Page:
David O’Sullivan, European Union ambassador to the United States, speaks during a symposium on the E.U.’s Common Security and Defense Policy at the U.S. Institute of Peace in Washington. (Mandel Ngan/AFP/Getty Images)

“This administration has come into office with a deliberate intention to disrupt and to challenge the sort of status quo,” David O’Sullivan, European Union ambassador to the United States, said Friday. “This is obviously challenging for those of us who kind of have worked on the status quo and who actually think there were large elements of the status quo that worked to our mutual benefit.”

O’Sullivan leaves his post at the end of the month, with tensions over trade and the Iran nuclear deal simmering between the United States and E.U. On Friday, the E.U. began to debate when to start trade talks with Trump — under threat of Trump tariffs on E.U. car parts.

European leaders, including O’Sullivan, insist that hitting European cars and car parts with 232 tariffs, so as to suggest that they are a national security threat to the United States, is outrageous. Trump threatened to make that very move this week, saying: “It’s something we think about and we’re negotiating with [the E.U.]. If we don’t make the deal, we’ll do the tariffs.”

To Europeans, the move would not only be offensive but also counterproductive, given what they see as the real source of trade issues: China.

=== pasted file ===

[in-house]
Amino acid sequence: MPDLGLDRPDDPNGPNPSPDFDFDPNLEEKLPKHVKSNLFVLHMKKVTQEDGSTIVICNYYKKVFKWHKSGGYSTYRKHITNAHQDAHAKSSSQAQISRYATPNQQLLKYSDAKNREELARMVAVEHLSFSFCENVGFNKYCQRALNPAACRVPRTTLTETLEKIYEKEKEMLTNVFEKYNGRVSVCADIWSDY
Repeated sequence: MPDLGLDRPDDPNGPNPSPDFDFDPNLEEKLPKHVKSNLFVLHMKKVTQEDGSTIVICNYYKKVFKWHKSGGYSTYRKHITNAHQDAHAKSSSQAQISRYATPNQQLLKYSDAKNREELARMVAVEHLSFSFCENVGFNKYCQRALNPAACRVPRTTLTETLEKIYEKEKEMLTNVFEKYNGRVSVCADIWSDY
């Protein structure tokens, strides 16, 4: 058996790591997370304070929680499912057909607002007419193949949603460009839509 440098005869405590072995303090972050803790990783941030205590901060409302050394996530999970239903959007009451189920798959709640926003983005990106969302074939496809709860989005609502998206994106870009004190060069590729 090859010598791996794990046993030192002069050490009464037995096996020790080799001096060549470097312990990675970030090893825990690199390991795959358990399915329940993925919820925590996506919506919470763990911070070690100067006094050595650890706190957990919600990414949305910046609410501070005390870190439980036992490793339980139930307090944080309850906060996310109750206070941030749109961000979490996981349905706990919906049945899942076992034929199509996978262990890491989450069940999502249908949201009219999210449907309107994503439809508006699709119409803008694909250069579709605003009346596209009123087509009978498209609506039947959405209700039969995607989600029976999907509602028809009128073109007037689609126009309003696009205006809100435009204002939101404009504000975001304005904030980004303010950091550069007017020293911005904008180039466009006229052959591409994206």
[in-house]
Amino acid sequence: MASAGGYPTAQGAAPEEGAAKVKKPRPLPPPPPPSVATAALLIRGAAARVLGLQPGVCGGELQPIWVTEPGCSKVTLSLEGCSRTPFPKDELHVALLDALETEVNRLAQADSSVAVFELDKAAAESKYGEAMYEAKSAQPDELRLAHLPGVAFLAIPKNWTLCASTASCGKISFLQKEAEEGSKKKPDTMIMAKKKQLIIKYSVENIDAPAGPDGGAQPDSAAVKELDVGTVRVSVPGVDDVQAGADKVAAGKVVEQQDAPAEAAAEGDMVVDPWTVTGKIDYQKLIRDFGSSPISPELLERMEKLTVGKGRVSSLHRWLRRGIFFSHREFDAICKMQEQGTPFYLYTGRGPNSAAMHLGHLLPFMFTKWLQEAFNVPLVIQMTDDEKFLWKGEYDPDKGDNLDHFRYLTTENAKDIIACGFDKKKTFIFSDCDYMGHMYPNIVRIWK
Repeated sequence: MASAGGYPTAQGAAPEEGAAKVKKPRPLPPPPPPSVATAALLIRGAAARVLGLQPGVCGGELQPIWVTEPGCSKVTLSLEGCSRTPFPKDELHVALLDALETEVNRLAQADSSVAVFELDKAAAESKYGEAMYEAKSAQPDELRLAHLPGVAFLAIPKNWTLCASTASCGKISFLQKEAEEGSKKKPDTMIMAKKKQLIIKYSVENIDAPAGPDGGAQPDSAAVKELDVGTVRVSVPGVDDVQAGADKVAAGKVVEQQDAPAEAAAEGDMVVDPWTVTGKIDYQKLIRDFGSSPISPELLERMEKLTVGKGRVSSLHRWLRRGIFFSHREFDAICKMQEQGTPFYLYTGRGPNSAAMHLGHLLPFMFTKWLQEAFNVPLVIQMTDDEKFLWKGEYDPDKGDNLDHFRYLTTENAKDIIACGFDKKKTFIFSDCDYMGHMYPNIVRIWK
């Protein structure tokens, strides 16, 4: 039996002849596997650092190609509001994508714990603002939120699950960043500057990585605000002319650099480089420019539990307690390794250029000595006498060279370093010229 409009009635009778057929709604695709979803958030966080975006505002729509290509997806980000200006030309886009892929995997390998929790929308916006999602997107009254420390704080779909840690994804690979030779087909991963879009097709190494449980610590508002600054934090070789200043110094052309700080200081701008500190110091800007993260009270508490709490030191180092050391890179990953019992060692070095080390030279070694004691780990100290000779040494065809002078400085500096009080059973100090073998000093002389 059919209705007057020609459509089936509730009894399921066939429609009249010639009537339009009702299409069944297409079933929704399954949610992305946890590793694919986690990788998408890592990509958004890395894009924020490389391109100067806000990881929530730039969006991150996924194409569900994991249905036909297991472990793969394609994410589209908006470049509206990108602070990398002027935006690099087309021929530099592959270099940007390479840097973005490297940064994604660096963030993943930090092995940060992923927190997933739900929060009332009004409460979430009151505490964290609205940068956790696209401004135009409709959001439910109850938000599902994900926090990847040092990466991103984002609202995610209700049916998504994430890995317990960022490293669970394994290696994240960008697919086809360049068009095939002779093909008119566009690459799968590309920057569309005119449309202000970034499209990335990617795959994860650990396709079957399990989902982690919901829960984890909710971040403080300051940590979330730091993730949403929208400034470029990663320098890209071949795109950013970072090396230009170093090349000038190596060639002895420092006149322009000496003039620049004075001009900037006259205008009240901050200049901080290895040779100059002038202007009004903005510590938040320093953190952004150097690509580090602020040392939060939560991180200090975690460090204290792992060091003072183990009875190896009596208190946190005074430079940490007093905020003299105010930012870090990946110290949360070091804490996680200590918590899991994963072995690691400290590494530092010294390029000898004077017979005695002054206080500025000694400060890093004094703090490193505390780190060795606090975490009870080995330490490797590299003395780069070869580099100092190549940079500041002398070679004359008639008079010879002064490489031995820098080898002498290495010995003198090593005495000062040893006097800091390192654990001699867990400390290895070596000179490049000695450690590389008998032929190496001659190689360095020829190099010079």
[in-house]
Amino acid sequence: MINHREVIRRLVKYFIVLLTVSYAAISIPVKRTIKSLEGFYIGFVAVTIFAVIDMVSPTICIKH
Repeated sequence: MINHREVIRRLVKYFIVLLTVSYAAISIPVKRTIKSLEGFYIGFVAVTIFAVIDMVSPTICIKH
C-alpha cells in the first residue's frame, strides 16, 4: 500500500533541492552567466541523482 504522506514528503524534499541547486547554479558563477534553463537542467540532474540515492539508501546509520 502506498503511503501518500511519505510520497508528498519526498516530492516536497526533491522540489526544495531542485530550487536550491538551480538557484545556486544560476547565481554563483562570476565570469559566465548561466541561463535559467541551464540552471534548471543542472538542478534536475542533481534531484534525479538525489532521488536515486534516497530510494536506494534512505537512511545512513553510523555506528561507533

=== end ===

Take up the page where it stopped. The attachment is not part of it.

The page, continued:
“Looking at the trade and economic side of things, I think we share much of the analysis of the challenge posed by Chinese practices,” O’Sullivan said, speaking at a media roundtable. “We had suggested from the very early days to have a collaborative approach, and that is why we set up the trilateral approach with Japan, the E.U. and the U.S. on steel — excess capacity in China on steel and aluminum, which we saw as the origin of the problem.”

But the Trump administration imposed steel and aluminum tariffs on Canada, the E.U. and Mexico in May.

“It has not been particularly helpful,” O’Sullivan said, “that in that context the people who end up getting tariffs imposed, which actually damage their exports, are the E.U. and Mexico and Canada, which we didn’t feel were actually at the origin of the problem.”

“There are moments when we feel, this is not maybe the best way to build an alliance,” he added.

Asked whether trade talks would stop if Trump did go ahead with 232 tariffs on cars and car parts, the outgoing ambassador said: “That’s clear. If there ever were to be the unilateral imposition of new tariffs on autos, the talks would be ended.”

As for the Trump administration’s unilateral decision to withdraw from the Iran nuclear deal and subsequent demands recently delivered by Vice President Pence at the Munich Security Conference, including that European leaders withdraw from the deal, the outgoing ambassador said, “The administration will have to understand this is an issue where we agree to disagree.”